That afternoon in a chilling rain I watched probably 1000 birds land on the water, turned and looked to the north, and all the way to the horizon I saw wave after wave of birds already airborne and headed for the lake. After maybe two thousand birds had landed on the lake, all of a sudden for no reason I could ascertain, they all started honking and took off almost as if they were a single bird. This horde – a couple of thousand ducks and geese, flew within a hundred feet above my head, circled the lake and landed in mass. When the birds took off Nancy joined me on the viewing deck – she had been cheating by getting warm in the jeep. Another thousand birds landed during the next five minutes and then they all took off again. The beating of all these wings created or at least made me feel as if the atmospheric pressure was increasing around my body. These same wings also create a very loud soundless sound – wings beating against air. By the time we left there were more than 3000 birds on the lake! This is one (some day I’ll tell you about Costa Rica and frogs) of the most impressive sights in nature I have ever witnessed – absolutely unfathomable.
Our first weekend Sunday home we took out the snowshoes, picked up the granddog – a 90 pound yellow lab, and headed for the mountains for snowshoeing. At times we didn’t need the snowshoes but it was great to be outdoors in the crisp clear air of a snow covered mountain.
The following Saturday we invited Dianne and Bob Stein over for dinner. It isn’t a short drive from their house to our house and you never know what traffic will be – they were about 15 minutes early. So as Nancy finished up in the kitchen we all started with a glass of wine. They arrive before 7:00 and left after 11:00. I hope they had as good a time as we did.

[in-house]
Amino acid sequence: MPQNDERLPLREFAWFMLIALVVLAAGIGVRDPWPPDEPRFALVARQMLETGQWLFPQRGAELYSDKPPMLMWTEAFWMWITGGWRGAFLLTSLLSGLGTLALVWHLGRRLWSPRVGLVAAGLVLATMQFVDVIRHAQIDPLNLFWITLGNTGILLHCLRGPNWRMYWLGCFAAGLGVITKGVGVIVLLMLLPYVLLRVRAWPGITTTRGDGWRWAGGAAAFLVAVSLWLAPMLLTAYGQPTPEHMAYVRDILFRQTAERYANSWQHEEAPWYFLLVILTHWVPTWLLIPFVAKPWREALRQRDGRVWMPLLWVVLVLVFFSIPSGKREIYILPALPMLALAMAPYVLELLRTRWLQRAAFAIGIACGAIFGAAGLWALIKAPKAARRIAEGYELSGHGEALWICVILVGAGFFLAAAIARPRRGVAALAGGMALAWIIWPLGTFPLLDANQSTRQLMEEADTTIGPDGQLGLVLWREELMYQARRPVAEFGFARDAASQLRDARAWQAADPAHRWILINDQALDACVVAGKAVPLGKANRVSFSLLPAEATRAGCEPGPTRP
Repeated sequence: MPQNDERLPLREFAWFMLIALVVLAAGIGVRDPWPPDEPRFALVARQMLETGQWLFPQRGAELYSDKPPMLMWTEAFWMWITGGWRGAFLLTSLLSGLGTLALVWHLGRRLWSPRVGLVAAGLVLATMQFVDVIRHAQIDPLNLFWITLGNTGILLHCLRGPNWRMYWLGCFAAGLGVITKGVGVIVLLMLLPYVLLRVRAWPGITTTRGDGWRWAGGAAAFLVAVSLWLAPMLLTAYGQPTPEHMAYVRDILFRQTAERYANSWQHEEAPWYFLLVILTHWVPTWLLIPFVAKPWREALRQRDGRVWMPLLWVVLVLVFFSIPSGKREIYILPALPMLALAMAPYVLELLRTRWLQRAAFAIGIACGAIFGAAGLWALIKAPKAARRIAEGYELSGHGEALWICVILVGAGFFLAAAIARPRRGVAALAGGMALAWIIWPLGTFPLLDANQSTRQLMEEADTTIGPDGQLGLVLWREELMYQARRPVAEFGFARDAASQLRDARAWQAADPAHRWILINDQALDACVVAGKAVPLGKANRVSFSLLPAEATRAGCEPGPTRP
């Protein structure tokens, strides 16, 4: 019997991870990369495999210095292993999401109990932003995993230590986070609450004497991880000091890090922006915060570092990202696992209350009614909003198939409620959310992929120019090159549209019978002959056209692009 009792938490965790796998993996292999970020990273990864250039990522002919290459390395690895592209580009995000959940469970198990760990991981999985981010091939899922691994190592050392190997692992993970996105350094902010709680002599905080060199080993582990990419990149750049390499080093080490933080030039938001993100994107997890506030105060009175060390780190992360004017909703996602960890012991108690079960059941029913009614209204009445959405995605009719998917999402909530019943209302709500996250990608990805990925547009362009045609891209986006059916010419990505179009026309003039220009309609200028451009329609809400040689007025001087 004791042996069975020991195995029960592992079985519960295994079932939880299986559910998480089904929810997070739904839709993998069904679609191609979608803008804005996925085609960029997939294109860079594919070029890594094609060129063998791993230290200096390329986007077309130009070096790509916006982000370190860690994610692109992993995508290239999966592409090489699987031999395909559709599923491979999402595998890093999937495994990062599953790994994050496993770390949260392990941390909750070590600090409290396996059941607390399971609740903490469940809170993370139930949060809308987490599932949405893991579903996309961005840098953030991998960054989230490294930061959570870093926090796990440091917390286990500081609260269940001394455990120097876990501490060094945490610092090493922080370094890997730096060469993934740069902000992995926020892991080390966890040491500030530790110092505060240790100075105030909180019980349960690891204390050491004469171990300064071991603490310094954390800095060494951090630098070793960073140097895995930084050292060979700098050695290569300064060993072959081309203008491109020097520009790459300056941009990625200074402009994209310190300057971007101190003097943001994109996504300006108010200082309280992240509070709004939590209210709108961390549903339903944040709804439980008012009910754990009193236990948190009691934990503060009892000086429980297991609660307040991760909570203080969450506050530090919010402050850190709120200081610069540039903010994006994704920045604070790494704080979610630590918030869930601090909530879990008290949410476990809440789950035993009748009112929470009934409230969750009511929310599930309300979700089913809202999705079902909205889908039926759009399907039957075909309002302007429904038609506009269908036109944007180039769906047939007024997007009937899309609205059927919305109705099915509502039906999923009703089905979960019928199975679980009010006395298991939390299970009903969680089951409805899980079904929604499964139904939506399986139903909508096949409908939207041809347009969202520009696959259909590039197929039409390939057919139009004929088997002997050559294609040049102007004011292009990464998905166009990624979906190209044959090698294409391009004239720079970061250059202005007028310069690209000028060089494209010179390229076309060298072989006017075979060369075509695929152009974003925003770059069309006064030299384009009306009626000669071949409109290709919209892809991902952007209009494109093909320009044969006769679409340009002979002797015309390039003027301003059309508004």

The following weekend Nancy cooked for a dozen. Nancy set the table with china, crystal, silver and candles on Friday night – I polished silver, piece after piece after piece. I polished the good silver and the everyday silver, I may have even polished some of our neighbor’s silver! The dinner was a birthday party for Will. It was four adults, seven children (those under 33), and one and one/half babies. Jen is starting to look pregnant. And Will and Jen’s first child, a boy, is due in May.
What a dinner! Everyone thought it was great. We had leftovers and that was all I ate for lunch and dinner the next day. Two desserts and then the younger guests retired to the kitchen to do damage to a tequila bottle. Knowing who had to clean up, I passed – my passing on the tequila has nothing to do with maturing, I just don’t bounce back the next day like I used to. But then again, the last dish I washed a little after two o’clock that night was my wine glass.
The week after we returned to Denver, my new boss called to tell me that he had convinced Luther, our CEO, that Jay (my wireless telecom counterpart in Dallas) and I were due an extra bonus and a couple of days off. I thanked him and told him Nancy and I would use both the money and time. About a week later, he calls and says he is headed downtown and to meet him outside and he will hand me a check. And what a check, I am thinking $250 maybe $500. The check had a 2, then a five and then not one but two zeros! New York here we come.
Yes, it’s time to explore a city rather than sands, jungle, water, snow, ice, etc. The plan is to leave on a Friday afternoon or Saturday morning and not come back for a week. Art museums, the Bronx zoo, the streets of New York during the day – back to the hotel for a rest – and then to Broadway, off Broadway, off-off-Broadway, maybe some jazz, ballet at Lincoln Center or whatever is fun!
Mom, hope you won the superbowl pool. Talk with you all soon. Oh yes, share the pictures with the younger Tucson Allins.